“In these tough times, procurement and supply chain functions need to be agile to take care of the opportunities that present themselves, said Clive Govender, former head of Supply Chain for Anglo American Platinum at the Smart Procurement World Western Cape Conference.
There is considerable uncertainty in South Africa’s immediate future: economically, commodity prices have fallen to low levels and, at a societal level, the country has seen a great deal of unrest. There has been a high level of staff retrenchment, beginning in the mining sector and spreading across to other sectors, noted Govender.
Among all of this uncertainty, traditional supply chain models are rapidly changing, businesses are becoming more complex and sophisticated, and, therefore, procurement individuals need to up-skill and change the method of how they are doing things.
This must happen if procurement is to be successful in the commercial role it must play in business.
“Procurement plays a huge role in commercialisation,” explained Govender. Chief Procurement Officers (CPOs) should be addressingfunctional gaps in their organisations, start building strong cross-functional teamsand lead and facilitate discussions that need to take place.
CPOs need to drive procurement at the bottom line, while speaking the language of CEO and CFO.
CPOs need to look for ways to increase revenue for business, maintain supply network resilience, manage supply risk, develop mitigation plans and, most importantly,CPOs have to know how cash is managed.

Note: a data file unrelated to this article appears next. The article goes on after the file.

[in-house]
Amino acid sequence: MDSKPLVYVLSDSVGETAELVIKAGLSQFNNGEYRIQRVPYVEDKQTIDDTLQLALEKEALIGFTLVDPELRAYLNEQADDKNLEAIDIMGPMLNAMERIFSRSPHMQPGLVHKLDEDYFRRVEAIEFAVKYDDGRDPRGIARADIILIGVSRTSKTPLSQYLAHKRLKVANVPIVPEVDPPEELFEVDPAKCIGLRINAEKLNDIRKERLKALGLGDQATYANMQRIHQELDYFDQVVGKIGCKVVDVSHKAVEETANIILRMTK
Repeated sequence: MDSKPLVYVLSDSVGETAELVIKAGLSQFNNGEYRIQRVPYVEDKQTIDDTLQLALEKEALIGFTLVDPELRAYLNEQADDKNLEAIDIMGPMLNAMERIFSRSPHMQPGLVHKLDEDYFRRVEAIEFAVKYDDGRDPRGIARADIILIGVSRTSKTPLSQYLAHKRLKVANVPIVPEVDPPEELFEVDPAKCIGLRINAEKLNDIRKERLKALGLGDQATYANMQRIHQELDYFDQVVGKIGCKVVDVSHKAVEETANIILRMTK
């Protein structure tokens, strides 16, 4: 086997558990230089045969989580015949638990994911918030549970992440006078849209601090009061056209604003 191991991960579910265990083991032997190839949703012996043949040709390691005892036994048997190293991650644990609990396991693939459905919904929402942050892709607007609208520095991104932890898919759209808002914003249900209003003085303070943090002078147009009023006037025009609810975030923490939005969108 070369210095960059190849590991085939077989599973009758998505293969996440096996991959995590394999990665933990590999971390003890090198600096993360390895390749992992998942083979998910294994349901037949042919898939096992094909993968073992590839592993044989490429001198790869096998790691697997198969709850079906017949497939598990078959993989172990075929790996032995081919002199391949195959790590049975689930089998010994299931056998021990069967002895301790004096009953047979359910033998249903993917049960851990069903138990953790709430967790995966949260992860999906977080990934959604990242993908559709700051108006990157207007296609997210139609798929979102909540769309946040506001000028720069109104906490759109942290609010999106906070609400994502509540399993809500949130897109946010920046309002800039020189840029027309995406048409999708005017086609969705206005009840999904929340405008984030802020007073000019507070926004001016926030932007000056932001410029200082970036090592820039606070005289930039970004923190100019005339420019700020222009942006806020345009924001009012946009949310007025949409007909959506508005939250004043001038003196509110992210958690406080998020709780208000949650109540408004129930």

“Commercialisation and procurement work hand in hand,” said Govender.
“Procurement processes need to change from time to time to allow innovation to happen. If companies do things differently then there will be a way forward. One tip to a CPO is that they need to challenge the status quo, while maintaining procurement policies that are transparent and fair” said Kate Vitasek, author, University of Tennessee Supply Chain Management Professor and architect of the Vested Business Model.
“CPOs must ensure that suppliers deliver on time and deliver high quality. CPOs must stick to their decisions, manage their suppliers and re-evaluate contractsif there need be. CPOs need to adapt quickly and change their ways of doing things,” said Hugo Du Rand, Head of Group Supply Chain, Scaw Metals.
“Competitive advantage does not only involve price, but working together and finding solutions for the business and for the supplier. Collaboration helps when you are managing costs;partnership means that if the company grows so does the supplier. As both parties grow, the cost goes down significantly, said Sanet Shepperson, Executive: Procurement, Cell C.
One tip to CPOs: understand which ebitda targets are for your company and understandhow you affect that, said Shepperson.